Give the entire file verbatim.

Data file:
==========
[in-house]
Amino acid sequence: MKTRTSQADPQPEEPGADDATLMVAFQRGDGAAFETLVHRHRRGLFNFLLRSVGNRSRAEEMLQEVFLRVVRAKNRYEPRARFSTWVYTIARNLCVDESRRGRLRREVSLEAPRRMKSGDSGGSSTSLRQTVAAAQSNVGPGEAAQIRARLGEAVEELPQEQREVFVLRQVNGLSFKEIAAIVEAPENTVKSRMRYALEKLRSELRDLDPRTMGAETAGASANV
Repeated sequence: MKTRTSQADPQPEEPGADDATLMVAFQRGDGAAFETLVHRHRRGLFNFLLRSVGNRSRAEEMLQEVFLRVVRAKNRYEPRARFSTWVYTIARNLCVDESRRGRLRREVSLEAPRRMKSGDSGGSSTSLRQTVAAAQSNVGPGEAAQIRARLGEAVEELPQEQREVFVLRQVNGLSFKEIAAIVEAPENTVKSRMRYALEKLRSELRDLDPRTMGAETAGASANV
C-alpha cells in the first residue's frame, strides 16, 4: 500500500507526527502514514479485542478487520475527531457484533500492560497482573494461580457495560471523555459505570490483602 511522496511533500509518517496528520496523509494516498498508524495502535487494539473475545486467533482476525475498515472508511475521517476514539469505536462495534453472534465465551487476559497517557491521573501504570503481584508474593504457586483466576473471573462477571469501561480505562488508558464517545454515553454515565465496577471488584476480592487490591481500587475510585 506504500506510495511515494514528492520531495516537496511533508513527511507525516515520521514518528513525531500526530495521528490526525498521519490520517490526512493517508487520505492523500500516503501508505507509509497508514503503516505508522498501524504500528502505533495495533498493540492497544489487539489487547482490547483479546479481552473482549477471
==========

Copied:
[in-house]
Amino acid sequence: MKTRTSQADPQPEEPGADDATLMVAFQRGDGAAFETLVHRHRRGLFNFLLRSVGNRSRAEEMLQEVFLRVVRAKNRYEPRARFSTWVYTIARNLCVDESRRGRLRREVSLEAPRRMKSGDSGGSSTSLRQTVAAAQSNVGPGEAAQIRARLGEAVEELPQEQREVFVLRQVNGLSFKEIAAIVEAPENTVKSRMRYALEKLRSELRDLDPRTMGAETAGASANV
Repeated sequence: MKTRTSQADPQPEEPGADDATLMVAFQRGDGAAFETLVHRHRRGLFNFLLRSVGNRSRAEEMLQEVFLRVVRAKNRYEPRARFSTWVYTIARNLCVDESRRGRLRREVSLEAPRRMKSGDSGGSSTSLRQTVAAAQSNVGPGEAAQIRARLGEAVEELPQEQREVFVLRQVNGLSFKEIAAIVEAPENTVKSRMRYALEKLRSELRDLDPRTMGAETAGASANV
C-alpha cells in the first residue's frame, strides 16, 4: 500500500507526527502514514479485542478487520475527531457484533500492560497482573494461580457495560471523555459505570490483602 511522496511533500509518517496528520496523509494516498498508524495502535487494539473475545486467533482476525475498515472508511475521517476514539469505536462495534453472534465465551487476559497517557491521573501504570503481584508474593504457586483466576473471573462477571469501561480505562488508558464517545454515553454515565465496577471488584476480592487490591481500587475510585 506504500506510495511515494514528492520531495516537496511533508513527511507525516515520521514518528513525531500526530495521528490526525498521519490520517490526512493517508487520505492523500500516503501508505507509509497508514503503516505508522498501524504500528502505533495495533498493540492497544489487539489487547482490547483479546479481552473482549477471